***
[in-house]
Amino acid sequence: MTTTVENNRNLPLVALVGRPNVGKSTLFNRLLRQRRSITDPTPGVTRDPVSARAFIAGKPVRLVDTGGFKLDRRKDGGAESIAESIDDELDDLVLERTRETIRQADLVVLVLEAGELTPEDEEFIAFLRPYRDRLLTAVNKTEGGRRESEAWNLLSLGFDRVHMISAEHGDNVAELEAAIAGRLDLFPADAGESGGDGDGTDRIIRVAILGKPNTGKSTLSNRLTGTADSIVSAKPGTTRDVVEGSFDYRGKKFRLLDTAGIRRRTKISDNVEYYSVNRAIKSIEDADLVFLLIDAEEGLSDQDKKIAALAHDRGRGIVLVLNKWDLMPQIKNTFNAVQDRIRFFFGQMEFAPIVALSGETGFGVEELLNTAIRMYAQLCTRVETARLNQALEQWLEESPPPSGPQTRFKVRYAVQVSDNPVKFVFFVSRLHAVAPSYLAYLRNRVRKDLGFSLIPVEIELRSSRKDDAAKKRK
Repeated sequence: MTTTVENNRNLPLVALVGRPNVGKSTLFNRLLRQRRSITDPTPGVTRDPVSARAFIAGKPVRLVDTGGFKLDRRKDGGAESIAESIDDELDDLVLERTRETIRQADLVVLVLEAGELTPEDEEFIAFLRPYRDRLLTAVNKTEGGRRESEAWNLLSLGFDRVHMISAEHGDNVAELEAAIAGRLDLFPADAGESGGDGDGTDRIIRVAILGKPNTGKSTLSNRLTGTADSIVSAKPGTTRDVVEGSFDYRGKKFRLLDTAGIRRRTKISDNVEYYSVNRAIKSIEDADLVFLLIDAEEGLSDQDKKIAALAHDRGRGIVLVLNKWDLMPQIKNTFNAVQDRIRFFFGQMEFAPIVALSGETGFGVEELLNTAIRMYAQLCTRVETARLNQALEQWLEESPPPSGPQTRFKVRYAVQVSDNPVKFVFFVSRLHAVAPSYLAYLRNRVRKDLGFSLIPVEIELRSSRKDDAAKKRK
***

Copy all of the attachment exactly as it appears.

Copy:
[in-house]
Amino acid sequence: MTTTVENNRNLPLVALVGRPNVGKSTLFNRLLRQRRSITDPTPGVTRDPVSARAFIAGKPVRLVDTGGFKLDRRKDGGAESIAESIDDELDDLVLERTRETIRQADLVVLVLEAGELTPEDEEFIAFLRPYRDRLLTAVNKTEGGRRESEAWNLLSLGFDRVHMISAEHGDNVAELEAAIAGRLDLFPADAGESGGDGDGTDRIIRVAILGKPNTGKSTLSNRLTGTADSIVSAKPGTTRDVVEGSFDYRGKKFRLLDTAGIRRRTKISDNVEYYSVNRAIKSIEDADLVFLLIDAEEGLSDQDKKIAALAHDRGRGIVLVLNKWDLMPQIKNTFNAVQDRIRFFFGQMEFAPIVALSGETGFGVEELLNTAIRMYAQLCTRVETARLNQALEQWLEESPPPSGPQTRFKVRYAVQVSDNPVKFVFFVSRLHAVAPSYLAYLRNRVRKDLGFSLIPVEIELRSSRKDDAAKKRK
Repeated sequence: MTTTVENNRNLPLVALVGRPNVGKSTLFNRLLRQRRSITDPTPGVTRDPVSARAFIAGKPVRLVDTGGFKLDRRKDGGAESIAESIDDELDDLVLERTRETIRQADLVVLVLEAGELTPEDEEFIAFLRPYRDRLLTAVNKTEGGRRESEAWNLLSLGFDRVHMISAEHGDNVAELEAAIAGRLDLFPADAGESGGDGDGTDRIIRVAILGKPNTGKSTLSNRLTGTADSIVSAKPGTTRDVVEGSFDYRGKKFRLLDTAGIRRRTKISDNVEYYSVNRAIKSIEDADLVFLLIDAEEGLSDQDKKIAALAHDRGRGIVLVLNKWDLMPQIKNTFNAVQDRIRFFFGQMEFAPIVALSGETGFGVEELLNTAIRMYAQLCTRVETARLNQALEQWLEESPPPSGPQTRFKVRYAVQVSDNPVKFVFFVSRLHAVAPSYLAYLRNRVRKDLGFSLIPVEIELRSSRKDDAAKKRK